Days after Catherine Siu, a Hong Kong–based principal at international architecture giant RMJM, fired off an angry e-mail to the firm’s top leadership complaining of unpaid salaries and inept management (bdonline.co.uk link; registration required), ill feeling against Peter and Sir Fraser Morrison—the father-and-son Scottish businessmen who run the embattled firm—has boiled over in the United States as well.
An architect in RMJM’s Princeton, N.J., office, resigned from the firm late last week, e-mailing CEO Peter Morrison and other leaders of the firm’s U.S. practice to say that their business decisions have had “a severe negative impact on the families of your [firm’s] employees.” ARCHITECT has obtained a copy of the e-mail, pasted below.
The firm’s alleged problems meeting payroll come after a tumultuous period during which many senior staff members departed. Late last year, former employees of Hillier Architecture, the U.S. firm that RMJM acquired in 2007, sued the parent company to reclaim $664,000 of a promised $1.5 million cash bonus that the plaintiffs say has not been paid. The lawsuit also charged RMJM with stripping the U.S. firm’s assets, a charge that an RMJM spokesman called “outrageous” in January.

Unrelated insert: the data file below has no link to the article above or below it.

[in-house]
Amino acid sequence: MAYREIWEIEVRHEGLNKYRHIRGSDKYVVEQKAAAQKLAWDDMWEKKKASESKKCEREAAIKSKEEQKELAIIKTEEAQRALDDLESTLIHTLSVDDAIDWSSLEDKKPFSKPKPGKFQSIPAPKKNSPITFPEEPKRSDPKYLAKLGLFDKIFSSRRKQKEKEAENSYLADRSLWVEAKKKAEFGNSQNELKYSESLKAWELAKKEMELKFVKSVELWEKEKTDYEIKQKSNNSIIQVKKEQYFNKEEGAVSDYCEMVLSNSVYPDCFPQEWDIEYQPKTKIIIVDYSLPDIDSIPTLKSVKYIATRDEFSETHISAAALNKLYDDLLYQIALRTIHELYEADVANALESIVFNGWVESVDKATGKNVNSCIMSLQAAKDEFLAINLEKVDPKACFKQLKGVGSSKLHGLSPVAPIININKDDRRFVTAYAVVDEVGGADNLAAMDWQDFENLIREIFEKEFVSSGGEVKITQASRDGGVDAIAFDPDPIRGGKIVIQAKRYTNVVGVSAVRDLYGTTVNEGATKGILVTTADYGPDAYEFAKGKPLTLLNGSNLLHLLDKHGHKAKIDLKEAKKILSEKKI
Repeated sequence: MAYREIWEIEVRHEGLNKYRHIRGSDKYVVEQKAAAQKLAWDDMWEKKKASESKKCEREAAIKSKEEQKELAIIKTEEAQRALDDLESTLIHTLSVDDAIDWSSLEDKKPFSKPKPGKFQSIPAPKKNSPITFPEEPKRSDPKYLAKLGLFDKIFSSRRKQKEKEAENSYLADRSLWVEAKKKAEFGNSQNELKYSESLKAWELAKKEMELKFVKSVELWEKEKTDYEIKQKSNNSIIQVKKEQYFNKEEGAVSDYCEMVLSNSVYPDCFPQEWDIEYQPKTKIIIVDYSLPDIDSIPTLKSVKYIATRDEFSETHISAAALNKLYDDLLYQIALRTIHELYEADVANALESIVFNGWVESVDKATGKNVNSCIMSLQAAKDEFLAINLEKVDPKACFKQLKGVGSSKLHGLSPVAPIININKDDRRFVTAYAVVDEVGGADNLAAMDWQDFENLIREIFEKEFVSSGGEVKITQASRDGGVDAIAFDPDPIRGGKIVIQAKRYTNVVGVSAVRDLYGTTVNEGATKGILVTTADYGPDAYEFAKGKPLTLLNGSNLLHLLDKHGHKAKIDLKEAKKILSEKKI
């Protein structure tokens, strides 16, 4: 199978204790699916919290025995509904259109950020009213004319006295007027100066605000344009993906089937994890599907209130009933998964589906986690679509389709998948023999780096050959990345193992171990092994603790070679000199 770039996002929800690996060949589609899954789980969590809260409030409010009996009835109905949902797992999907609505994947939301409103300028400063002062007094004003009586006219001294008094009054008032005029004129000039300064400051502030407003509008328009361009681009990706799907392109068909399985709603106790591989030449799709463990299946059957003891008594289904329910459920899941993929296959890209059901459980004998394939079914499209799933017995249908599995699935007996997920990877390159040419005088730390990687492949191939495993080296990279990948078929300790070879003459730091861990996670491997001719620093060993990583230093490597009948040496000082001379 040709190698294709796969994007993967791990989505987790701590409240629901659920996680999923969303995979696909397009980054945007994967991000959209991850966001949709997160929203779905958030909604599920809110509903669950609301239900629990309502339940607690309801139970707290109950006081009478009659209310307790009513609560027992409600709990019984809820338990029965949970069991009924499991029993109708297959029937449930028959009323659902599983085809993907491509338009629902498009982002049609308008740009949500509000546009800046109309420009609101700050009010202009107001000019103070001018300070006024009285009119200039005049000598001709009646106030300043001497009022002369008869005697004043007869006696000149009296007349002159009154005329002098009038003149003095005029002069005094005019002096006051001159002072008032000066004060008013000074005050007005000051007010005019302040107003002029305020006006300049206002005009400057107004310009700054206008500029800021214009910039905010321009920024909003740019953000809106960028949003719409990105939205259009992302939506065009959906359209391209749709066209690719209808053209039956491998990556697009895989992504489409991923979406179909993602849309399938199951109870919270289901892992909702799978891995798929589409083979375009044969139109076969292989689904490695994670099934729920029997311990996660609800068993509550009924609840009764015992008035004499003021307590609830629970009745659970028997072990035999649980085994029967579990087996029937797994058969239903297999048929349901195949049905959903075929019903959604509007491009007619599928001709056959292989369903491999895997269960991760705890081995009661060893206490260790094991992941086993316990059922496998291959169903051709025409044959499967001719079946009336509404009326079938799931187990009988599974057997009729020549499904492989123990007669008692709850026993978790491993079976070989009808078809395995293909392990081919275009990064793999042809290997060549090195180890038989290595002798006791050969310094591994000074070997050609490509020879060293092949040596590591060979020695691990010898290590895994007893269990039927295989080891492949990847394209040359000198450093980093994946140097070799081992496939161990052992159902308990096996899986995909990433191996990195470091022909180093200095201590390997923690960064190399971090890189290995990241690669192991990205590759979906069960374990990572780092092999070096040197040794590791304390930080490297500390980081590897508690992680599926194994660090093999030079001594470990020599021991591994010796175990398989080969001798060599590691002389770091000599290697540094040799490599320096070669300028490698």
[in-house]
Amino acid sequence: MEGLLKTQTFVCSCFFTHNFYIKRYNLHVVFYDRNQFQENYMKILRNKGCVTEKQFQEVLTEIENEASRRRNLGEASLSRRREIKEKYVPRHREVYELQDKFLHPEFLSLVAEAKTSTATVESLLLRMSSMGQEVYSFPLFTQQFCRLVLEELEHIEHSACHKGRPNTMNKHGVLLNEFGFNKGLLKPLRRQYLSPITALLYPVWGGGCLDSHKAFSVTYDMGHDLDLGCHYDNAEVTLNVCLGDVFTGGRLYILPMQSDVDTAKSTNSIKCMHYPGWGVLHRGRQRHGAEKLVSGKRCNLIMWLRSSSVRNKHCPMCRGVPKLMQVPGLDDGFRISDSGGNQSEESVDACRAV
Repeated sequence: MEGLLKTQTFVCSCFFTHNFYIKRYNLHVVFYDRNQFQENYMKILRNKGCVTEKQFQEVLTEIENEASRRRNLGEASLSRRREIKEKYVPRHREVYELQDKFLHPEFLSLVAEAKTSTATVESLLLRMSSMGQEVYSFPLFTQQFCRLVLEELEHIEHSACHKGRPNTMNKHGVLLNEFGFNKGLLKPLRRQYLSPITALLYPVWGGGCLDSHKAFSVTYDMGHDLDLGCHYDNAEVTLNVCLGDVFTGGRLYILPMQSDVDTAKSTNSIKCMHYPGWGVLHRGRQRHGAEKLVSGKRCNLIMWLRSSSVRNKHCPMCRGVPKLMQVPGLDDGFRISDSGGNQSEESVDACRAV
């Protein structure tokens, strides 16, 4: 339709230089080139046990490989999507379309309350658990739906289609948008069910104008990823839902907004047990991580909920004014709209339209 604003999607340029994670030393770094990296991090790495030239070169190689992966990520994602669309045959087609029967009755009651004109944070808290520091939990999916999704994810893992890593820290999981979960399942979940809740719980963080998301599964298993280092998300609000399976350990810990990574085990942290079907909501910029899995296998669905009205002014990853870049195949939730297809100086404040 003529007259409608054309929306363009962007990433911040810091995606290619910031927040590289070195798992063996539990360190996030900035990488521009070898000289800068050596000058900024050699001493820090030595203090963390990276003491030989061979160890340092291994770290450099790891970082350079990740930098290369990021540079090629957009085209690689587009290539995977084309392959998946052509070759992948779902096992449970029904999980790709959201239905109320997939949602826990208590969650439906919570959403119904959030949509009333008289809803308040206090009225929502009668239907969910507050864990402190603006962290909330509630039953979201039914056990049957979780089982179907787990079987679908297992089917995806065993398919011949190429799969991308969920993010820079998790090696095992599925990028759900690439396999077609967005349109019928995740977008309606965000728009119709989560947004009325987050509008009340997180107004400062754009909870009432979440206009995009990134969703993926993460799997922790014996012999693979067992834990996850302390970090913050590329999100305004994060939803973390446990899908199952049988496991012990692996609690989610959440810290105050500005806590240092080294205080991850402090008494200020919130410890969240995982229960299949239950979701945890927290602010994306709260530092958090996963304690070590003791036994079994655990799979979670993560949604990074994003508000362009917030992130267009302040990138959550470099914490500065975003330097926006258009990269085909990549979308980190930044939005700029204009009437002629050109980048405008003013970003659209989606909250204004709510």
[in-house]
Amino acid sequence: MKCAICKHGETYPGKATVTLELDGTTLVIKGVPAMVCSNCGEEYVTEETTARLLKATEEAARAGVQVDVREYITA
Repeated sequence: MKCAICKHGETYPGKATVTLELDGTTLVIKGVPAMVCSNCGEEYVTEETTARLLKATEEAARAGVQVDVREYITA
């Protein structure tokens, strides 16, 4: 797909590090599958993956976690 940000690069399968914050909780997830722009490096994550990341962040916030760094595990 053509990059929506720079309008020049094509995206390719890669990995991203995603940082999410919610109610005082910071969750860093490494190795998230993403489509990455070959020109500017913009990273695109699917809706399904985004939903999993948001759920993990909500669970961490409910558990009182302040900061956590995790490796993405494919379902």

Sent: Fri 04/03/2011 11:55 PM
To: Morrison, Peter
Cc: Bailes, Richard; Morrison, Sir Fraser; Vildostegui, Luis; Warren, Jean
Subject: RE: Internal Announcement
It is unfortunate that the news from Hong Kong has spread, however the people that generate your cash flow have long suffered in silence.
The Practice of Architecture is not a game to us, it is a Profession and a chosen career. I offer a simple cash flow diagram for future reference...
1. Win clients trust and in turn promise to deliver quality design and consultant services such as structural and mechanical engineering in return.
2. Pay the design team and consultants when we receive payment from the Client.
3. Service the project through construction to foster solid relationships for future endeavors (repeat clients.)
RMJM has failed in all three of the above. The fact that you have chosen to delay payroll, 401k and consultant payments to the US offices again after the recent Hong Kong fallout shows that you continuously do not value your US clients or employees. This pattern is destined to failure, and you should know that your decisions have had a severe negative impact on the families of your employees.